The ‘invisible hand’ of the market, an idea first coined by enlightenment philosopher Adam Smith, has become a fundamental principle for advocates of free market capitalism. Smith’s famous turn of phrase disembodies the sensations of sight and touch, but by restoring their primacy in this workshop’s title, his metaphor acquires new possibilities for tracing the influence of the market on works of art. Far from neutral or natural creations, markets – like artworks – are forms that are always composed and manipulated according to the interests of their makers.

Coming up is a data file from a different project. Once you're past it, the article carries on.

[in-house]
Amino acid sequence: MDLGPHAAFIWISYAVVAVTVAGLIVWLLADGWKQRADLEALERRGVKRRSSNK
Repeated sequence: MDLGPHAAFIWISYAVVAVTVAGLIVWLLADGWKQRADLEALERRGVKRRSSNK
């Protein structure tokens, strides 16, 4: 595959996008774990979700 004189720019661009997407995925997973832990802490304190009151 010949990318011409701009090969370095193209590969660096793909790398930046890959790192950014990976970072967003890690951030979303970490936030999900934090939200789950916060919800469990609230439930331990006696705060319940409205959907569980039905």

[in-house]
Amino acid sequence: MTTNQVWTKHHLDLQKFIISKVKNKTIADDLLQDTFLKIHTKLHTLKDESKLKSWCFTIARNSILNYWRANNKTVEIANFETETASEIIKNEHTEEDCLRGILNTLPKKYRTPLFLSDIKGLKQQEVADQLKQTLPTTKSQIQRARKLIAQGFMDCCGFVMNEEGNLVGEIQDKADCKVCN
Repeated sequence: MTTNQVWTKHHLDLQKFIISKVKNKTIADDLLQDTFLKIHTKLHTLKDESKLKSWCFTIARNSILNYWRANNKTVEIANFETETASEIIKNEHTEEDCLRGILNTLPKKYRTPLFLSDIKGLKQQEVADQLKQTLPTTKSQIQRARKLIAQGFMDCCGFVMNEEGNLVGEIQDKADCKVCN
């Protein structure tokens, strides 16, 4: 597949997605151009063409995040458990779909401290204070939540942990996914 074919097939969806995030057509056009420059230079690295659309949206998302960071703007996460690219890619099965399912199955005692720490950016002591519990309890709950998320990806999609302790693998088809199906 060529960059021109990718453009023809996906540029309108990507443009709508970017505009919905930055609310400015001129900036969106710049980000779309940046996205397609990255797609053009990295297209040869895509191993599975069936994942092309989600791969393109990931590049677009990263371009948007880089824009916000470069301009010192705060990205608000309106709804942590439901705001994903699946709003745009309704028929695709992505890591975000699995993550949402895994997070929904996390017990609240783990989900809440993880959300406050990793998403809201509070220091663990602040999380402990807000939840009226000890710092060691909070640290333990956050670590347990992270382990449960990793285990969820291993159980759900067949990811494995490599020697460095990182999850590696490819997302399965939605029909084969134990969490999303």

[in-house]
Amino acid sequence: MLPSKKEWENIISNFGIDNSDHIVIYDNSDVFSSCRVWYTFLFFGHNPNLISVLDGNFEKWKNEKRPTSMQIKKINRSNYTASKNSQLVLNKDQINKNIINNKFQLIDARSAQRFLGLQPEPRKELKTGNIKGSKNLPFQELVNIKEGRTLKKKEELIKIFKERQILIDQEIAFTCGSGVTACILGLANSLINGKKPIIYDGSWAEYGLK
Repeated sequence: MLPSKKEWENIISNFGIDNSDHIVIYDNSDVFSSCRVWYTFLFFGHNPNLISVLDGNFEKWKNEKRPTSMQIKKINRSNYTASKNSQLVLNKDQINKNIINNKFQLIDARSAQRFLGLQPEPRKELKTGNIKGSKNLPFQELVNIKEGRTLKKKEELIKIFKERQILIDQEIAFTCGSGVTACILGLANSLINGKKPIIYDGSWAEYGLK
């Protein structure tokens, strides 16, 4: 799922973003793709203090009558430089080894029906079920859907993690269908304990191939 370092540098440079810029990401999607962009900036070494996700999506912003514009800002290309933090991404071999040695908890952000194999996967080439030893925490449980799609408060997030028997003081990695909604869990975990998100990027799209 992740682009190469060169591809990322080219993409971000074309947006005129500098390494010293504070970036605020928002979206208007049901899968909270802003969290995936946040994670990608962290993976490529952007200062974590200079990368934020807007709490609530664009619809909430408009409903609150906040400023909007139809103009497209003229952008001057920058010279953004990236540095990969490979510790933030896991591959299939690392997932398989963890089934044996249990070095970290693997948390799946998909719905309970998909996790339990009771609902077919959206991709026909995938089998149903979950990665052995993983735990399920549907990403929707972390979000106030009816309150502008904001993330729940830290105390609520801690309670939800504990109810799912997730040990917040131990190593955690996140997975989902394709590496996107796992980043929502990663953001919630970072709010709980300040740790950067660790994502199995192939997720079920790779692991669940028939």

This event brings together papers that explore the role of the market in the circulation and exchange of American art, and its visual and theoretical impact on the work of art itself. How did, for instance, the scale or materiality of works of art concretise their entanglement in economic systems? How are the dynamics of supply and demand, boom and bust, or other market phenomena apparent within particular artistic practices? How did critics and curators absorb the principles of the market in its approaches to the history of American art? What were the transnational ramifications of these intersections between art and economics? With scholarship concerning works from the late-nineteenth century until the late twentieth century presented, speakers engage questions such as these in order to explore the role of the market in the making of American art and art history.